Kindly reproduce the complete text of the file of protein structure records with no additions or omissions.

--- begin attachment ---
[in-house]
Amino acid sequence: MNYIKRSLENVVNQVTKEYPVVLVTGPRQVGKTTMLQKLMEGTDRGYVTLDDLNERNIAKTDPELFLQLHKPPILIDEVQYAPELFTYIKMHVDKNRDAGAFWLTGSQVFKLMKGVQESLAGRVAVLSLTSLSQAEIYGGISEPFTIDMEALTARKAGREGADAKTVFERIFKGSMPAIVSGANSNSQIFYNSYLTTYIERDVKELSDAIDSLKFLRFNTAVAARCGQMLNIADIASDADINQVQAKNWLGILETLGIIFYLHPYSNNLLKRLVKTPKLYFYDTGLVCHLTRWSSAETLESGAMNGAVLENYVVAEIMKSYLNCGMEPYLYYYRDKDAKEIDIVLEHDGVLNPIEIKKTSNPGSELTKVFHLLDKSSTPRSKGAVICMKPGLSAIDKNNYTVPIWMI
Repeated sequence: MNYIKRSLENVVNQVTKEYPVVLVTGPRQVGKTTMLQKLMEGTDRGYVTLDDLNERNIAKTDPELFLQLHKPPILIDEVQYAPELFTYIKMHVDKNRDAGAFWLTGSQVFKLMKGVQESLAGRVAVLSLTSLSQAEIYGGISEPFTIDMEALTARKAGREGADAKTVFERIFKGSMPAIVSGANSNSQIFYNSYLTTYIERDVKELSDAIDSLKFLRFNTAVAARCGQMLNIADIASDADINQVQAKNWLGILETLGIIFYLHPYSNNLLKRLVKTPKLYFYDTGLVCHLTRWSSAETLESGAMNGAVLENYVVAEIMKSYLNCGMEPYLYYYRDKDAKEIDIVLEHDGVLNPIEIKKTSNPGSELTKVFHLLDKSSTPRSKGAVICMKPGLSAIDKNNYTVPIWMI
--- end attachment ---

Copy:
[in-house]
Amino acid sequence: MNYIKRSLENVVNQVTKEYPVVLVTGPRQVGKTTMLQKLMEGTDRGYVTLDDLNERNIAKTDPELFLQLHKPPILIDEVQYAPELFTYIKMHVDKNRDAGAFWLTGSQVFKLMKGVQESLAGRVAVLSLTSLSQAEIYGGISEPFTIDMEALTARKAGREGADAKTVFERIFKGSMPAIVSGANSNSQIFYNSYLTTYIERDVKELSDAIDSLKFLRFNTAVAARCGQMLNIADIASDADINQVQAKNWLGILETLGIIFYLHPYSNNLLKRLVKTPKLYFYDTGLVCHLTRWSSAETLESGAMNGAVLENYVVAEIMKSYLNCGMEPYLYYYRDKDAKEIDIVLEHDGVLNPIEIKKTSNPGSELTKVFHLLDKSSTPRSKGAVICMKPGLSAIDKNNYTVPIWMI
Repeated sequence: MNYIKRSLENVVNQVTKEYPVVLVTGPRQVGKTTMLQKLMEGTDRGYVTLDDLNERNIAKTDPELFLQLHKPPILIDEVQYAPELFTYIKMHVDKNRDAGAFWLTGSQVFKLMKGVQESLAGRVAVLSLTSLSQAEIYGGISEPFTIDMEALTARKAGREGADAKTVFERIFKGSMPAIVSGANSNSQIFYNSYLTTYIERDVKELSDAIDSLKFLRFNTAVAARCGQMLNIADIASDADINQVQAKNWLGILETLGIIFYLHPYSNNLLKRLVKTPKLYFYDTGLVCHLTRWSSAETLESGAMNGAVLENYVVAEIMKSYLNCGMEPYLYYYRDKDAKEIDIVLEHDGVLNPIEIKKTSNPGSELTKVFHLLDKSSTPRSKGAVICMKPGLSAIDKNNYTVPIWMI